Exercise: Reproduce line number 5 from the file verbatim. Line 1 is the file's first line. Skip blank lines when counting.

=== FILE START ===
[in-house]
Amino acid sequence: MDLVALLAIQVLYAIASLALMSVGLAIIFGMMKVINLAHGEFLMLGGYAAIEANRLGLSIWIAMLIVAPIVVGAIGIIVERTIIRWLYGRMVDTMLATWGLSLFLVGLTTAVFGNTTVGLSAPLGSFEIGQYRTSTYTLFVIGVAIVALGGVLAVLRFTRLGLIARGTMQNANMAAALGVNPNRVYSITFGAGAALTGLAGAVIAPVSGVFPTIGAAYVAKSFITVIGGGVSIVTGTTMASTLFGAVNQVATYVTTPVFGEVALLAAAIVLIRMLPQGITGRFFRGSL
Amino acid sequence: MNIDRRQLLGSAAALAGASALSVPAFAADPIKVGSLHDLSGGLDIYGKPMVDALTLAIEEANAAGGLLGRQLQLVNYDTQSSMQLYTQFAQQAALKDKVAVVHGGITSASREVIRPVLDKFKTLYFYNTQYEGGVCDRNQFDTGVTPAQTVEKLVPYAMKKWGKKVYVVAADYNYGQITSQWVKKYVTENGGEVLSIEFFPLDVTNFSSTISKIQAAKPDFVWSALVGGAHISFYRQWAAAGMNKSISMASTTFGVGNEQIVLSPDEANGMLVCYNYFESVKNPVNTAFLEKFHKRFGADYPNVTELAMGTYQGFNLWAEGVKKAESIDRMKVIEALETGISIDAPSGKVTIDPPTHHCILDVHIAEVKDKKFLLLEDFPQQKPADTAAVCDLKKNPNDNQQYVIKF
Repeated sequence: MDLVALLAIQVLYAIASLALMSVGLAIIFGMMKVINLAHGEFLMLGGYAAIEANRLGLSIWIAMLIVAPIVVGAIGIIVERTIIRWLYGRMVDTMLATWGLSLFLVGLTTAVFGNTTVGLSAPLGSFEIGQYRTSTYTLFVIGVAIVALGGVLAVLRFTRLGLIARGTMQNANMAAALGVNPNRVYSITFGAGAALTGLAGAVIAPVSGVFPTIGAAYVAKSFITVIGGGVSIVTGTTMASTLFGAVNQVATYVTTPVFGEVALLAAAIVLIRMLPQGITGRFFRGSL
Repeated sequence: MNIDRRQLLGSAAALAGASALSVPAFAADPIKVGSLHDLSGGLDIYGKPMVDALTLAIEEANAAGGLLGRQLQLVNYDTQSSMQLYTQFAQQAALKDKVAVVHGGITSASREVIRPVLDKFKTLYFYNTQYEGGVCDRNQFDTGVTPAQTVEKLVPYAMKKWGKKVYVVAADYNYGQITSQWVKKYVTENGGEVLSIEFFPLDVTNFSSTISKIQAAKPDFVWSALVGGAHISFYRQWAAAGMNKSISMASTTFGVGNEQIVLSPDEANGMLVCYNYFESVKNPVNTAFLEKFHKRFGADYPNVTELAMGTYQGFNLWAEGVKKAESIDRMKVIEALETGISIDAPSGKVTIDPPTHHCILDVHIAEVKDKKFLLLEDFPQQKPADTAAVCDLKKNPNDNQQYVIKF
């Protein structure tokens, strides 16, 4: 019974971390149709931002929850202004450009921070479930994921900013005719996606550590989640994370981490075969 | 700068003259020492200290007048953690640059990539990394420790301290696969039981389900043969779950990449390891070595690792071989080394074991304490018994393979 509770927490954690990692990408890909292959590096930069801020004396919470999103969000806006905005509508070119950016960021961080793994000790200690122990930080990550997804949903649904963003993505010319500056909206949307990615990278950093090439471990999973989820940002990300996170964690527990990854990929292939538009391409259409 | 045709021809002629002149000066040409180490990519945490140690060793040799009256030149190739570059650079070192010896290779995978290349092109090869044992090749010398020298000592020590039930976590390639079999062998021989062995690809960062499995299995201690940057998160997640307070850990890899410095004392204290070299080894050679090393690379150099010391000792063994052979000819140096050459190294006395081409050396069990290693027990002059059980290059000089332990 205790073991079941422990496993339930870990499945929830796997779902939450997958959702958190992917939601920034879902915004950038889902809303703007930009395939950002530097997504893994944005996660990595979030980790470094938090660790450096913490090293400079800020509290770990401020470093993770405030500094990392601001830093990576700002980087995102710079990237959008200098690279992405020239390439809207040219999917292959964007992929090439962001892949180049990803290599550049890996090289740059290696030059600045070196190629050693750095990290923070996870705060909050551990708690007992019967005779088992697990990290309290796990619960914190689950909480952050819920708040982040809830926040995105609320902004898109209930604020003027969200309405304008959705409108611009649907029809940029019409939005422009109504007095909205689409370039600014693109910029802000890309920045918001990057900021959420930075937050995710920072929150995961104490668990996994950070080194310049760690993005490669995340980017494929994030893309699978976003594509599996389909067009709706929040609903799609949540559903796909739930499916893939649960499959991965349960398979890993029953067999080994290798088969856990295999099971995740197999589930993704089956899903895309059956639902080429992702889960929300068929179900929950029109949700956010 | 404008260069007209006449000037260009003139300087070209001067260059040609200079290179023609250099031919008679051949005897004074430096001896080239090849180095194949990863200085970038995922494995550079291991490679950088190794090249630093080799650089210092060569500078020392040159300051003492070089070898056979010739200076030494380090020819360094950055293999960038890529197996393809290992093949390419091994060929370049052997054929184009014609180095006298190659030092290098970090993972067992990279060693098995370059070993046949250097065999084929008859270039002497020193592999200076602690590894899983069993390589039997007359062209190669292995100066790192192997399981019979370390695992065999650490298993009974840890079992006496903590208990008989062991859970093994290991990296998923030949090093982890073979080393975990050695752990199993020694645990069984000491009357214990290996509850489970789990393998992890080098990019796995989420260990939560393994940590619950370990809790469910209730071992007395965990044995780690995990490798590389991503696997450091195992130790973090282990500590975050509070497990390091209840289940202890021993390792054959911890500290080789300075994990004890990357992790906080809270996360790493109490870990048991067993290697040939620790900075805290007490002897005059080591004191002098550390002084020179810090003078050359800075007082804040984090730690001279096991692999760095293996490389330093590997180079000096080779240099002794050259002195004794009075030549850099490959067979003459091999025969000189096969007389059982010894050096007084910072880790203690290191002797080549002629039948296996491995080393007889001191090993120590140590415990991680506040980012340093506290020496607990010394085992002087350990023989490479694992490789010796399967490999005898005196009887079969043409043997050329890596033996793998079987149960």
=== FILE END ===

Repeated sequence: MNIDRRQLLGSAAALAGASALSVPAFAADPIKVGSLHDLSGGLDIYGKPMVDALTLAIEEANAAGGLLGRQLQLVNYDTQSSMQLYTQFAQQAALKDKVAVVHGGITSASREVIRPVLDKFKTLYFYNTQYEGGVCDRNQFDTGVTPAQTVEKLVPYAMKKWGKKVYVVAADYNYGQITSQWVKKYVTENGGEVLSIEFFPLDVTNFSSTISKIQAAKPDFVWSALVGGAHISFYRQWAAAGMNKSISMASTTFGVGNEQIVLSPDEANGMLVCYNYFESVKNPVNTAFLEKFHKRFGADYPNVTELAMGTYQGFNLWAEGVKKAESIDRMKVIEALETGISIDAPSGKVTIDPPTHHCILDVHIAEVKDKKFLLLEDFPQQKPADTAAVCDLKKNPNDNQQYVIKF